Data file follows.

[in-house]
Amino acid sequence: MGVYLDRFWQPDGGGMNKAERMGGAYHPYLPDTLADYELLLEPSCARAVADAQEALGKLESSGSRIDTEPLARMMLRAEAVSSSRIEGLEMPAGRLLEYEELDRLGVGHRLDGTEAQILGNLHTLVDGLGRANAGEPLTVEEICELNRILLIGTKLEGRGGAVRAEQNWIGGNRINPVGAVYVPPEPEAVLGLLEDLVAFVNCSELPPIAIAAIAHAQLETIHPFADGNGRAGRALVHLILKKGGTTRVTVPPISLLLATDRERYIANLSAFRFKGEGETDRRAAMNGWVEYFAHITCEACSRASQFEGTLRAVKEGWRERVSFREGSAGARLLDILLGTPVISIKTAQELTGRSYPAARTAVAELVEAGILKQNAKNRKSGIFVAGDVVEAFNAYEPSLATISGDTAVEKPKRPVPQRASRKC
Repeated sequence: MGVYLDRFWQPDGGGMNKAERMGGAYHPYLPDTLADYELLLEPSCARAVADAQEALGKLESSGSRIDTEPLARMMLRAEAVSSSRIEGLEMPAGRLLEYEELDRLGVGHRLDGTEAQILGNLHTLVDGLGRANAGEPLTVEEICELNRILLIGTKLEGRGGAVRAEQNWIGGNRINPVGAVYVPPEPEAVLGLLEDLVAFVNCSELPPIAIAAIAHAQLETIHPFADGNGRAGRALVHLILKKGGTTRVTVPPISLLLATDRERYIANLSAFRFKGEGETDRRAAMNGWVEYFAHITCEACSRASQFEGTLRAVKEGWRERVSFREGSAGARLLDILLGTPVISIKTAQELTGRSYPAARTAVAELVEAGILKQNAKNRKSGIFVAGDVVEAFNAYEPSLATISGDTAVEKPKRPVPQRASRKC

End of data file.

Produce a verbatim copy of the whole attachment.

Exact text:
[in-house]
Amino acid sequence: MGVYLDRFWQPDGGGMNKAERMGGAYHPYLPDTLADYELLLEPSCARAVADAQEALGKLESSGSRIDTEPLARMMLRAEAVSSSRIEGLEMPAGRLLEYEELDRLGVGHRLDGTEAQILGNLHTLVDGLGRANAGEPLTVEEICELNRILLIGTKLEGRGGAVRAEQNWIGGNRINPVGAVYVPPEPEAVLGLLEDLVAFVNCSELPPIAIAAIAHAQLETIHPFADGNGRAGRALVHLILKKGGTTRVTVPPISLLLATDRERYIANLSAFRFKGEGETDRRAAMNGWVEYFAHITCEACSRASQFEGTLRAVKEGWRERVSFREGSAGARLLDILLGTPVISIKTAQELTGRSYPAARTAVAELVEAGILKQNAKNRKSGIFVAGDVVEAFNAYEPSLATISGDTAVEKPKRPVPQRASRKC
Repeated sequence: MGVYLDRFWQPDGGGMNKAERMGGAYHPYLPDTLADYELLLEPSCARAVADAQEALGKLESSGSRIDTEPLARMMLRAEAVSSSRIEGLEMPAGRLLEYEELDRLGVGHRLDGTEAQILGNLHTLVDGLGRANAGEPLTVEEICELNRILLIGTKLEGRGGAVRAEQNWIGGNRINPVGAVYVPPEPEAVLGLLEDLVAFVNCSELPPIAIAAIAHAQLETIHPFADGNGRAGRALVHLILKKGGTTRVTVPPISLLLATDRERYIANLSAFRFKGEGETDRRAAMNGWVEYFAHITCEACSRASQFEGTLRAVKEGWRERVSFREGSAGARLLDILLGTPVISIKTAQELTGRSYPAARTAVAELVEAGILKQNAKNRKSGIFVAGDVVEAFNAYEPSLATISGDTAVEKPKRPVPQRASRKC